Reges O, Greenland P, Dicker D, Leibowitz M, Hoshen M, Gofer I, Rasmussen-Torvik LJ, Balicer RD. Association of Bariatric Surgery Using Laparoscopic Banding, Roux-en-Y Gastric Bypass, or Laparoscopic Sleeve Gastrectomy vs Usual Care Obesity Management With All-Cause Mortality. JAMA. 2018;319(3):279–290. doi:10.1001/jama.2017.20513

Pepper Patch for Pain Relief

Pepper Patch for Pain Relief

A double blind study out of the Netherlands, funded by Astellas Pharma, have found that skin patches containing capsaicin, the active component of chili peppers, has been show to significantly reduce pain in patients suffering from Painful Diabetic Peripheral Neuropathy (PDPN).

PDPN is characterized by nerve damage due to chronically high blood sugar and diabetes, causing numbness, and often pain in hands, feet, and legs. It is a common complication of diabetes and is most often treated broadly as chronic pain or nerve damage. This study takes a more targeted approach.

The completed study consisted of 352 PDPN patients, half of whom were giving a placebo patch, the other half given a 8% capsaicin patch for only 30 minutes. The patients with the capsaicin achieved at least a 30% reduction on average daily pain, shortened treatment response time, and increased sleep quality. These effects were sustained for up to 12 weeks.

Painful Diabetic Peripheral Neuropathy is a debilitating condition that affects approximately one quarter of type 2 diabetes patients. A lack of treatment consensus has led Doctors to prescribe opiods, antidepressants, and anti-seizure medications to combat the pain. However these medications act on the entire central nervous system, not just the site of the pain, and have the potential for addiction, abuse, withdrawal, and worse. The concentrated capsaicin acts by shocking hyperactive neuron receptors near the skin providing rapid and targeted pain relief after only one 30-minute treatment.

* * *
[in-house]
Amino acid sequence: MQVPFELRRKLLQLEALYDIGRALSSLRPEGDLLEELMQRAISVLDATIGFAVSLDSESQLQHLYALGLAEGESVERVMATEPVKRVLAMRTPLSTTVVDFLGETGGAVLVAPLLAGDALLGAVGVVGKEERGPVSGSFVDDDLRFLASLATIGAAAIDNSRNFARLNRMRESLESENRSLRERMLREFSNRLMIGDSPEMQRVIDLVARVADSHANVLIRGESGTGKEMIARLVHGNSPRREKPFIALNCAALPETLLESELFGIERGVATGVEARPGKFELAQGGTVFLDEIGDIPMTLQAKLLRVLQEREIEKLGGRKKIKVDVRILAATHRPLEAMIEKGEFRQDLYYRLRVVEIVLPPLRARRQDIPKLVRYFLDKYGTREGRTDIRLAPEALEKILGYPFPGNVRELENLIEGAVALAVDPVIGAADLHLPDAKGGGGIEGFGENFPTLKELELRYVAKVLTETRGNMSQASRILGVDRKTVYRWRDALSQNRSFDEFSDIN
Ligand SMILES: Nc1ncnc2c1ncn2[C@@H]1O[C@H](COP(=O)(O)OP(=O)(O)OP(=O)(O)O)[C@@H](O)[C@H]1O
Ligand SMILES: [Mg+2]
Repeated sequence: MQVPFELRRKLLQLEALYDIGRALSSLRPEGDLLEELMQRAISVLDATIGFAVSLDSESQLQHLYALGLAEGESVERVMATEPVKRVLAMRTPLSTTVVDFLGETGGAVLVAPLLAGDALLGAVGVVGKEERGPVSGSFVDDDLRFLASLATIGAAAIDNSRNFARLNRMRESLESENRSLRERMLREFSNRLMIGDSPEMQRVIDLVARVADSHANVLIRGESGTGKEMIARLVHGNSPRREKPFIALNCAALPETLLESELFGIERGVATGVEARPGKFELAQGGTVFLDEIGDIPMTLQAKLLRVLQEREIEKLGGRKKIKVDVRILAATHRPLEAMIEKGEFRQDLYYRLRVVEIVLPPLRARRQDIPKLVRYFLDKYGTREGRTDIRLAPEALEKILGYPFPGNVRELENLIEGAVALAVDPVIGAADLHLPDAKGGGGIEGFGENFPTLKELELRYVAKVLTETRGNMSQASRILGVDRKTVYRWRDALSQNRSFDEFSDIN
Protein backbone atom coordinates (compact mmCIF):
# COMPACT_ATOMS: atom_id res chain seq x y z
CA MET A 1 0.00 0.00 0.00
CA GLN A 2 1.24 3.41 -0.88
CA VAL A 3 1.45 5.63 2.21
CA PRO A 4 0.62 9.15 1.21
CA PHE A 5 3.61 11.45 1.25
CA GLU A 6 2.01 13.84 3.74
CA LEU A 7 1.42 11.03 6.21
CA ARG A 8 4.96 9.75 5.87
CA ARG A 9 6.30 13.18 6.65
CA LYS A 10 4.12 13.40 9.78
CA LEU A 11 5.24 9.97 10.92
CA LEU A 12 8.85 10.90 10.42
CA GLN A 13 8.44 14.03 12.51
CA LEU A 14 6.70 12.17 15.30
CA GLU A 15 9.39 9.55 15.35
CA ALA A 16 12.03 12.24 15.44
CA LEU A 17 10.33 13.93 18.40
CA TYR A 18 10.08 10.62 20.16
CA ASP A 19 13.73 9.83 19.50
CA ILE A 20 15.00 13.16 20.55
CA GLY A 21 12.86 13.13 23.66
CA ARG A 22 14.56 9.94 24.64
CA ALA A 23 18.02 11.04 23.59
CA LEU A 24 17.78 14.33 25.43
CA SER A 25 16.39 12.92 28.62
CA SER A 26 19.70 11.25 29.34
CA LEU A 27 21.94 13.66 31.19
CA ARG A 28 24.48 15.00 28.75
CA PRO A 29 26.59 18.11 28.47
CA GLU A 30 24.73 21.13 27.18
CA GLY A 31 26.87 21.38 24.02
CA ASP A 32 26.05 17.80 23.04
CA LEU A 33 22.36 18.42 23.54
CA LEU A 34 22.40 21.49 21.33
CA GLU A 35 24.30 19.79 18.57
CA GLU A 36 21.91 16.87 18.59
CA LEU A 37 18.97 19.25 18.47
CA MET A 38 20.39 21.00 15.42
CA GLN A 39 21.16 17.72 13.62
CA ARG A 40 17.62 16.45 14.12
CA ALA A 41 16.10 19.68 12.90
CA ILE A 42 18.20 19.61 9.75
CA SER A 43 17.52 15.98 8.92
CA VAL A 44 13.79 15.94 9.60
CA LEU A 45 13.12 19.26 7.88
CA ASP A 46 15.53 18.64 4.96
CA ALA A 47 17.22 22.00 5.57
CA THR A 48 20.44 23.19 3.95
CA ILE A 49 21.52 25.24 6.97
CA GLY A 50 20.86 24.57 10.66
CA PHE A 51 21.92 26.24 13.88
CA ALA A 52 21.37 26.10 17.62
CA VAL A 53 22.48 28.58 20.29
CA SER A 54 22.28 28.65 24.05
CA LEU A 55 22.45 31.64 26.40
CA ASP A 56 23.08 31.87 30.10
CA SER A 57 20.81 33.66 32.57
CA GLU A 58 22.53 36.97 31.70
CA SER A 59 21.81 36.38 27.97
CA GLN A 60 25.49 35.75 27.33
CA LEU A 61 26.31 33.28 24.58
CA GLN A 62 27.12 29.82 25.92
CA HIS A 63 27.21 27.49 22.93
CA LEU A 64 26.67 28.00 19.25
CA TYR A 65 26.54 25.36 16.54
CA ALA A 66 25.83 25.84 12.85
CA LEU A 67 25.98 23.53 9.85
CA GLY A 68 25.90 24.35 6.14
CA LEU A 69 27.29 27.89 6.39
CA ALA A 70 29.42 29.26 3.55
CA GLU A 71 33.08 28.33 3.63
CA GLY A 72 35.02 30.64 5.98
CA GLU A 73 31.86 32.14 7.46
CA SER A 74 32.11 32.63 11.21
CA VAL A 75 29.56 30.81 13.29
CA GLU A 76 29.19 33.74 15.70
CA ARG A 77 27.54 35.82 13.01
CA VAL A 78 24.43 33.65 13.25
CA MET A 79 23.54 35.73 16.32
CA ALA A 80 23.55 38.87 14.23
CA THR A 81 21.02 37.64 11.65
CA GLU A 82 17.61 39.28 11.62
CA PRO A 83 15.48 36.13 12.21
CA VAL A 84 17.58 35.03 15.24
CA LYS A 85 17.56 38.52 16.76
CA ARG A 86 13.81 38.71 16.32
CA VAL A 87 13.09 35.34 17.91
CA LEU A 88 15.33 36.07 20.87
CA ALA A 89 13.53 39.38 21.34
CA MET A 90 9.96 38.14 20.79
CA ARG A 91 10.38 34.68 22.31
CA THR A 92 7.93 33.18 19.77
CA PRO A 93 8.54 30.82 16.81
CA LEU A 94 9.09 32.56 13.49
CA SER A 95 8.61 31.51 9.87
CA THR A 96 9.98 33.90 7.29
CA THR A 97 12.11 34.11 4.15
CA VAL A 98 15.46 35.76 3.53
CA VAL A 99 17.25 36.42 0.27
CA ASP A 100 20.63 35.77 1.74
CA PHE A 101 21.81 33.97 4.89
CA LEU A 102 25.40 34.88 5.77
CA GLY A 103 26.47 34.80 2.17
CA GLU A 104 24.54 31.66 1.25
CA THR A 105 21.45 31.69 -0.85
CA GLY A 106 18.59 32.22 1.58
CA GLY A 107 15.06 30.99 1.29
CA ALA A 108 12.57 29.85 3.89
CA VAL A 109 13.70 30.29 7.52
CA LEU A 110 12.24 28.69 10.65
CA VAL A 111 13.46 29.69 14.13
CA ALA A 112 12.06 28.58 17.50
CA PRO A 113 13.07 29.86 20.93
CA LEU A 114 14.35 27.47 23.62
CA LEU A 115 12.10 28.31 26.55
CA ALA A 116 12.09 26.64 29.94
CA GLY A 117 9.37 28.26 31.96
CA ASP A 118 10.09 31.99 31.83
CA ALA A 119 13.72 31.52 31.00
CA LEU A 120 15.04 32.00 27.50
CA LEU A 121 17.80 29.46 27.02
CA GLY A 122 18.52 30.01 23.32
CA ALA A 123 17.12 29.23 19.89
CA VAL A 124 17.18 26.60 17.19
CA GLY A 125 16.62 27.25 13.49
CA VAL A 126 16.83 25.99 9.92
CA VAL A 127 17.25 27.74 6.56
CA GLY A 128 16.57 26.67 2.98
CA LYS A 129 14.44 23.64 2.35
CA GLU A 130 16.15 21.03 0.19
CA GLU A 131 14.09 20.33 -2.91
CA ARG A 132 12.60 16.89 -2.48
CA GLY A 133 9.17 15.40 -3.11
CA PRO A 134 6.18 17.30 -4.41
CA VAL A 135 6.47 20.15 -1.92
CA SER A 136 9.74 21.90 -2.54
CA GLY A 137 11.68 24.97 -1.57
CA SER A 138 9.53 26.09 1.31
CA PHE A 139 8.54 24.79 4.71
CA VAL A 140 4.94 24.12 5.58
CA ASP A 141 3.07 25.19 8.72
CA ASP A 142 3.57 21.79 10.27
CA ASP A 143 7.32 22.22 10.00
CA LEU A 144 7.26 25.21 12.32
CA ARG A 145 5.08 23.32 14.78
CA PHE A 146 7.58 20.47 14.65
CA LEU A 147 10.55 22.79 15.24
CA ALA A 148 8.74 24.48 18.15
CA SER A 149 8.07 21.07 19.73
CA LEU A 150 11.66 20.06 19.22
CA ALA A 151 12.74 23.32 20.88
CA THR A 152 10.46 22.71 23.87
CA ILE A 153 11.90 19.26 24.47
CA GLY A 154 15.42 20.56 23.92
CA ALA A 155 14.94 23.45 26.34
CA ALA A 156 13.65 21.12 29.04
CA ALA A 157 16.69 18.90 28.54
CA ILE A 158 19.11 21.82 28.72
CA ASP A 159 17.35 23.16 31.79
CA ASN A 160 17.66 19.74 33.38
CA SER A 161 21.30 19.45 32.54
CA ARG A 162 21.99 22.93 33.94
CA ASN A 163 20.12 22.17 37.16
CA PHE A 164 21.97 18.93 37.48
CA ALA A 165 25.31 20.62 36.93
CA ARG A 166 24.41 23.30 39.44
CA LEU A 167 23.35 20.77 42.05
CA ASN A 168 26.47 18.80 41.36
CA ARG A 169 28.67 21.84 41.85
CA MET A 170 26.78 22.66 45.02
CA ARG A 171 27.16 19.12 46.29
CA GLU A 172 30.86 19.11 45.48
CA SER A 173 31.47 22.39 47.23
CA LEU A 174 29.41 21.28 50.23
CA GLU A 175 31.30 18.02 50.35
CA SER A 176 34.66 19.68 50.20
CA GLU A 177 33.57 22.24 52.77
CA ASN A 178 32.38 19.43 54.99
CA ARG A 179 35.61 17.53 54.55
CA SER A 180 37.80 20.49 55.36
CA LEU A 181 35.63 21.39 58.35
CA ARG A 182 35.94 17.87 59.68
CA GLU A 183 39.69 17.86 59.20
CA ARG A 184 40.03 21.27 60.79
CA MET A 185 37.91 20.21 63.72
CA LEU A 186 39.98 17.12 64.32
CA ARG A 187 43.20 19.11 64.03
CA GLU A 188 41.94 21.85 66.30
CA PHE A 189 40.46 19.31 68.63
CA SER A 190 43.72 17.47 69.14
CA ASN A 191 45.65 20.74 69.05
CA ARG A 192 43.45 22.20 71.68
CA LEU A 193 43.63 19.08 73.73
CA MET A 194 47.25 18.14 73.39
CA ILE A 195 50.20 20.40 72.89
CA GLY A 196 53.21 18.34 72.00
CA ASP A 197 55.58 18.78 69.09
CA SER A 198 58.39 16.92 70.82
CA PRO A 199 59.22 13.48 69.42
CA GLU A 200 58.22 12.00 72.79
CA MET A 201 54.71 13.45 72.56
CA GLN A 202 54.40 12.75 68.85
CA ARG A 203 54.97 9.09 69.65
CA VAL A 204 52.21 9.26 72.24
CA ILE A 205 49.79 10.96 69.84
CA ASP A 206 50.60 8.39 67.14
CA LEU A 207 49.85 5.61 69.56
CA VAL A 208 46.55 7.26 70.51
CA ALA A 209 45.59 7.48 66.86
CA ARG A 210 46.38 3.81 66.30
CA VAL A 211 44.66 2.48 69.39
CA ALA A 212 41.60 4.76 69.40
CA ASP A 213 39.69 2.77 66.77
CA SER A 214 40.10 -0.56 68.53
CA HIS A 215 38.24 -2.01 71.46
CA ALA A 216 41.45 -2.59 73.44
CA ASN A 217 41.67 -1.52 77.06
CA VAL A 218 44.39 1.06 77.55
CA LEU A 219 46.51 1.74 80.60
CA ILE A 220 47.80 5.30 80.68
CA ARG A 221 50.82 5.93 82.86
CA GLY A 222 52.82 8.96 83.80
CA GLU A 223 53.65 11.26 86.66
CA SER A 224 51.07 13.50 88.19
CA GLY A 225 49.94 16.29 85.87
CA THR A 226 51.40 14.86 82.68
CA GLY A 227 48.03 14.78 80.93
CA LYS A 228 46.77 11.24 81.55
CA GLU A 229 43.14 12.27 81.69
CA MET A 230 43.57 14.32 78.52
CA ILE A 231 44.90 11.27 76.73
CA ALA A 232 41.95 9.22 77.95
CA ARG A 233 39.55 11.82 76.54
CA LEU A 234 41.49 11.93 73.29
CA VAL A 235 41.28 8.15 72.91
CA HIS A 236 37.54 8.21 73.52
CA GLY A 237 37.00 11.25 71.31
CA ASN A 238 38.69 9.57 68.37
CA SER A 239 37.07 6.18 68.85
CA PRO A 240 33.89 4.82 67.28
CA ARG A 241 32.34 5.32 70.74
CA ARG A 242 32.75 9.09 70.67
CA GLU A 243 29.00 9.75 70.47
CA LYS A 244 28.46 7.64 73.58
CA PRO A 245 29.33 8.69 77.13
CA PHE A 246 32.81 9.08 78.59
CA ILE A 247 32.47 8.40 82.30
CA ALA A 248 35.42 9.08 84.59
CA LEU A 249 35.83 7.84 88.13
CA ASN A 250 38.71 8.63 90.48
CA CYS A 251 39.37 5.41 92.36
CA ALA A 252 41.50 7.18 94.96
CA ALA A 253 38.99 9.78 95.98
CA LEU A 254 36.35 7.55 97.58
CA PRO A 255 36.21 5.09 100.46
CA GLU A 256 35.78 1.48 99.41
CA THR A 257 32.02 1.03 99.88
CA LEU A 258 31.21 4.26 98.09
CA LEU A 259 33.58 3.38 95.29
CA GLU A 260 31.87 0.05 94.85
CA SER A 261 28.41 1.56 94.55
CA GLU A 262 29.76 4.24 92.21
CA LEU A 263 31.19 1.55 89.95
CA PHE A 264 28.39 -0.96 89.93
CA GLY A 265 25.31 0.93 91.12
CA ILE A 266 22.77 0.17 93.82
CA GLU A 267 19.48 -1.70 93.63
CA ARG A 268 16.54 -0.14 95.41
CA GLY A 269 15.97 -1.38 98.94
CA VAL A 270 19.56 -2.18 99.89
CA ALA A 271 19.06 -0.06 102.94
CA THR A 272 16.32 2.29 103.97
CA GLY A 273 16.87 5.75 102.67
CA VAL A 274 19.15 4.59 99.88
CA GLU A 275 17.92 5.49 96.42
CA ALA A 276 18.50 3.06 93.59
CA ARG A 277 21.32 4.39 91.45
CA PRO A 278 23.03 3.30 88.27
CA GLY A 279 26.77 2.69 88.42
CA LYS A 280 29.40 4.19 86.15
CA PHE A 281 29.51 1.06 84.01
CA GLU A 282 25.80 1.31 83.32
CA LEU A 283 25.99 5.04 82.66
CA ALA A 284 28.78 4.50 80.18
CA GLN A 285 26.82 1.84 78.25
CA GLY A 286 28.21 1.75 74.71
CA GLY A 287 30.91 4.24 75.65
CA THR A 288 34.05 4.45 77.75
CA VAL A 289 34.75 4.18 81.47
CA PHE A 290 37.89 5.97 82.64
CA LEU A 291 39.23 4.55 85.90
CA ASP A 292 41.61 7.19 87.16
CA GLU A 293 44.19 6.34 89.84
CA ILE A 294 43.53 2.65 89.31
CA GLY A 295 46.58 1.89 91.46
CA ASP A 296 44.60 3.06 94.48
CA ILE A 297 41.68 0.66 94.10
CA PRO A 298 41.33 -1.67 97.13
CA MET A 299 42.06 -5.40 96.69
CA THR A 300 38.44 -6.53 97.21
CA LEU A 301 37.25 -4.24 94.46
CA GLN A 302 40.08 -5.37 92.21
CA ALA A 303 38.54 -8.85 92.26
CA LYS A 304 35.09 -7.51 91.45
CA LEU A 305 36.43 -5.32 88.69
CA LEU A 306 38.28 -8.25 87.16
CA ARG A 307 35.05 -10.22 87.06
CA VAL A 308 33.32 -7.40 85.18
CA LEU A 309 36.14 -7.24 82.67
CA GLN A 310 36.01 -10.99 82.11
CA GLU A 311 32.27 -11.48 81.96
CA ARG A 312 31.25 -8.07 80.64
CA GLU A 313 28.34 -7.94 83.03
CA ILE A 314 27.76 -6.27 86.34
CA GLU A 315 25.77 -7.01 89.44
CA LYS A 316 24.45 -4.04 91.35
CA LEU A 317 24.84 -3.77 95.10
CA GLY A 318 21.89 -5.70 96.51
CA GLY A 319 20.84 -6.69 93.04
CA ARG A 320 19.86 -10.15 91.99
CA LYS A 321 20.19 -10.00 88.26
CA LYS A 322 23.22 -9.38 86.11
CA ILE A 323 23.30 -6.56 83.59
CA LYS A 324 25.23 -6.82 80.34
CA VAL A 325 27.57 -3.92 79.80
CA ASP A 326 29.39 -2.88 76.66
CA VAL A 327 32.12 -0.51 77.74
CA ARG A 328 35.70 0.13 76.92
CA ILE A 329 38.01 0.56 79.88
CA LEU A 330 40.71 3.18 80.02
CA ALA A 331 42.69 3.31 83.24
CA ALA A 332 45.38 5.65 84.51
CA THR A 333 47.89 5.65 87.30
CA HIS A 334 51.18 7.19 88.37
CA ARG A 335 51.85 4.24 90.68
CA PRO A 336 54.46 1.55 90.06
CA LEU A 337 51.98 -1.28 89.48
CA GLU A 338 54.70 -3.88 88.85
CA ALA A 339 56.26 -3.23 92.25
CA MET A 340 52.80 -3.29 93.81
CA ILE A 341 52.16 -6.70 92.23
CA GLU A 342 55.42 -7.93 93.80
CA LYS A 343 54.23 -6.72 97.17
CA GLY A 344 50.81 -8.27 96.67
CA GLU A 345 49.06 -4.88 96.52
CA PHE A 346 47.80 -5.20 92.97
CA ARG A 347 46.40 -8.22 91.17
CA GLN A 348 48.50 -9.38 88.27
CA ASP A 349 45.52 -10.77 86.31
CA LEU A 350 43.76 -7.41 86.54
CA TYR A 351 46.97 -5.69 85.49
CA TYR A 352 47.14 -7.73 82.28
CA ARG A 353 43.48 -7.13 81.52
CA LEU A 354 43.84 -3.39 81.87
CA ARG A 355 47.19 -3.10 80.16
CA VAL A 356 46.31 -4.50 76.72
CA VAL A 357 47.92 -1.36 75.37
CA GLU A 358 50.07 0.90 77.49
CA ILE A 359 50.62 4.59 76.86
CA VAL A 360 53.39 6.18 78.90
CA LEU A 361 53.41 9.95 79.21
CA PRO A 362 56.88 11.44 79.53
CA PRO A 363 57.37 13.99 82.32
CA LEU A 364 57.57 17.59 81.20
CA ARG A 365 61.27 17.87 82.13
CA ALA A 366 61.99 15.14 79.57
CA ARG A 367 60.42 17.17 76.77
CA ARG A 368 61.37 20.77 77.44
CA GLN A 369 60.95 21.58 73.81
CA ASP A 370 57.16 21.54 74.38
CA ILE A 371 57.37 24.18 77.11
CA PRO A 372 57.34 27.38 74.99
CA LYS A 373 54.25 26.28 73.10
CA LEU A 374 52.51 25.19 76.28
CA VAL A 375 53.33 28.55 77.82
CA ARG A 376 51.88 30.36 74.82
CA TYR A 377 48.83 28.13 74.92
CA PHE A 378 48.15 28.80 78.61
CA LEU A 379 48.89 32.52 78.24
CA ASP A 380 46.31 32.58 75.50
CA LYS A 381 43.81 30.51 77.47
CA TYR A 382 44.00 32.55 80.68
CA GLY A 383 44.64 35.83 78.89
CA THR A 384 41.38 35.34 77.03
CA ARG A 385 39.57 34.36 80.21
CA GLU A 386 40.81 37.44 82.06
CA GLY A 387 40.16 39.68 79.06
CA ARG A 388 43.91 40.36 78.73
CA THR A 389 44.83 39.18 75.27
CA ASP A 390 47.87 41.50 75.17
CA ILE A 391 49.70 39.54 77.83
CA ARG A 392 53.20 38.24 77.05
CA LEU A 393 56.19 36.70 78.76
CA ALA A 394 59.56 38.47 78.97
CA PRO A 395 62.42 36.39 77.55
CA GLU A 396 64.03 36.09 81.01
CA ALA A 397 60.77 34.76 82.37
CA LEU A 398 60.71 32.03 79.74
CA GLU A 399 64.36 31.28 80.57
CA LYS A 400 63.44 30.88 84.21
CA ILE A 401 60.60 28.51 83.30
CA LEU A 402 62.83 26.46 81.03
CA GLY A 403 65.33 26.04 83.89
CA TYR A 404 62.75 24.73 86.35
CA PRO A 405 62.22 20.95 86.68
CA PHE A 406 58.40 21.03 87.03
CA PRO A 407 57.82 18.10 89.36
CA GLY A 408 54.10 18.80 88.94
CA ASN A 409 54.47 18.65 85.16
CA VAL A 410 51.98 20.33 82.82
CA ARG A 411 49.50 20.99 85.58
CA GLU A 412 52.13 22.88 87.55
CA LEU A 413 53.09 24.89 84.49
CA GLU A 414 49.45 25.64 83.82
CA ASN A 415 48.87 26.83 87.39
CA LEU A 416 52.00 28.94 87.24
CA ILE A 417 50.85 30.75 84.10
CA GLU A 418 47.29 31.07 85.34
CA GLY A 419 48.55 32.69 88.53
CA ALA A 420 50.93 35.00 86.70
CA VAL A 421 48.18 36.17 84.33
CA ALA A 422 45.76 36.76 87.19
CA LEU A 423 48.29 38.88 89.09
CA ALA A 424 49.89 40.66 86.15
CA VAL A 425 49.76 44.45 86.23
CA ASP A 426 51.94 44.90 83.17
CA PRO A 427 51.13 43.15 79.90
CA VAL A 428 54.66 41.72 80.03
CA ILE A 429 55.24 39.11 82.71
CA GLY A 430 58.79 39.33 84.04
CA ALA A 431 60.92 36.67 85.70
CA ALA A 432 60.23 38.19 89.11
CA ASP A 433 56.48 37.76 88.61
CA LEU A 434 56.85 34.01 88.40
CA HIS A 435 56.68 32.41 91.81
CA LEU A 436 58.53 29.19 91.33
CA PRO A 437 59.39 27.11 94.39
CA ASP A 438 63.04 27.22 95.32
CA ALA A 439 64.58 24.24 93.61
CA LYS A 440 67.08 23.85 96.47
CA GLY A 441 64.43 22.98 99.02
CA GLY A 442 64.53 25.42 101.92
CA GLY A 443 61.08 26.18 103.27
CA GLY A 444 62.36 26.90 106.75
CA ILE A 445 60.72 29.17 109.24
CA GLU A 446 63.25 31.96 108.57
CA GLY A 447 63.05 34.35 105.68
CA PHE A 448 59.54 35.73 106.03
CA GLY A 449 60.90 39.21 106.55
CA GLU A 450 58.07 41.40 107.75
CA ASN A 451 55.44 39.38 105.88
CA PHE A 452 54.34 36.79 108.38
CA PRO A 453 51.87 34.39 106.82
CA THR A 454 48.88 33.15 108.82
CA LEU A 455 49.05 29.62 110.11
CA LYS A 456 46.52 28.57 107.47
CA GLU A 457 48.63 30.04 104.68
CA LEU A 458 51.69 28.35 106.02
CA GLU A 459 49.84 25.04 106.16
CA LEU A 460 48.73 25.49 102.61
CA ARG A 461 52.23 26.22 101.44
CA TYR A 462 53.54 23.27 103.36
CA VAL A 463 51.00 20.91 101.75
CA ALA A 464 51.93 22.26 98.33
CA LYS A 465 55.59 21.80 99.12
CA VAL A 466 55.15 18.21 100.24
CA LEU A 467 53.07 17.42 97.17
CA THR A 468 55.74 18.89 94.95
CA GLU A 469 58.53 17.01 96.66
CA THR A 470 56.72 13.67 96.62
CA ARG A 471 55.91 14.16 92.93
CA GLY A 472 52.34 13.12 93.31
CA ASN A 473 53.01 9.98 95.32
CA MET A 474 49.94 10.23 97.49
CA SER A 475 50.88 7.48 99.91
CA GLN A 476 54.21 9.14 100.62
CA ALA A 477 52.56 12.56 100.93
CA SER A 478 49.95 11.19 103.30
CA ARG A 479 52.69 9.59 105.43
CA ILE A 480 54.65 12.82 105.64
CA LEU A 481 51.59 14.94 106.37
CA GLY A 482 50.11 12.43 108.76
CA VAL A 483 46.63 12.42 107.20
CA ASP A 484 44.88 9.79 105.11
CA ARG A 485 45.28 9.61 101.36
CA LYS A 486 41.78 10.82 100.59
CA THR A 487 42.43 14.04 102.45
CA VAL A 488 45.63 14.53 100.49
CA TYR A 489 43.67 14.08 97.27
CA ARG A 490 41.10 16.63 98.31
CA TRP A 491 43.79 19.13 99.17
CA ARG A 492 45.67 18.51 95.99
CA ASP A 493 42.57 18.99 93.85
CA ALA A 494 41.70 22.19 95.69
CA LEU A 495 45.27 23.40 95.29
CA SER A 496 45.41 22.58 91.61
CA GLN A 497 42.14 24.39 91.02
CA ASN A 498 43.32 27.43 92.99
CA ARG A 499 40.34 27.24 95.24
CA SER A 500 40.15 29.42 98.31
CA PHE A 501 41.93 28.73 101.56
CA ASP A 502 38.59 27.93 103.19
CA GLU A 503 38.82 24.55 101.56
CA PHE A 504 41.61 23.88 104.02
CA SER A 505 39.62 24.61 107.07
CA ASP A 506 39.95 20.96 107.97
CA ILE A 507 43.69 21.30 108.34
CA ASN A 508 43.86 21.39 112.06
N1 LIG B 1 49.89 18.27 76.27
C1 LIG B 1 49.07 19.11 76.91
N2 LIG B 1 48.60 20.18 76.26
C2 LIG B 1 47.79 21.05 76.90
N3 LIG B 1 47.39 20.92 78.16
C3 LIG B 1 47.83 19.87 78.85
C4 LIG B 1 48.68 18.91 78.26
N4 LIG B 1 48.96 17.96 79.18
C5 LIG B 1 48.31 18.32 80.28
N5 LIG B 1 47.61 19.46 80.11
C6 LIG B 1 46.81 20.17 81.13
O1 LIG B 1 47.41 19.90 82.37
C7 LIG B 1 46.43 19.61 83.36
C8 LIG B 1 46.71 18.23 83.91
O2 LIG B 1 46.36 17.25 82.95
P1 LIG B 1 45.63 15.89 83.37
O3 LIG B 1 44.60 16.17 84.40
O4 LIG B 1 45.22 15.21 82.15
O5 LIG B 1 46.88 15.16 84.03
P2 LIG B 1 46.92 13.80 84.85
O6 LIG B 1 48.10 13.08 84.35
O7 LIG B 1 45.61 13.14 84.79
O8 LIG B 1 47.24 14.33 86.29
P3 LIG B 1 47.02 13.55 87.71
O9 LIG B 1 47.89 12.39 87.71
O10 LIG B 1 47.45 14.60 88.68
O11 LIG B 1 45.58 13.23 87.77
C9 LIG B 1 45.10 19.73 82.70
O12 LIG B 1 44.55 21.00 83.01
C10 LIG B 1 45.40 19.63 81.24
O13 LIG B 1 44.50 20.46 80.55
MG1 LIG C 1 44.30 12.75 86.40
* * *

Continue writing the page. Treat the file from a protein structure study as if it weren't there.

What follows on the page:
Though over 35% of the non-placebo group reported adverse reactions (compared to 13% in the placebo group), most were mild to moderate in intensity; though 3 non-placebo patients saw severe irritation at the application site.

Doubtlessly this will not replace traditional treatment regimens anytime soon, but as research progresses on the effectiveness of capsaicin for nerve pain relief, it will be helpful to doctors and patients to have a moderately effective and comparably benign treatment for such a complex problem.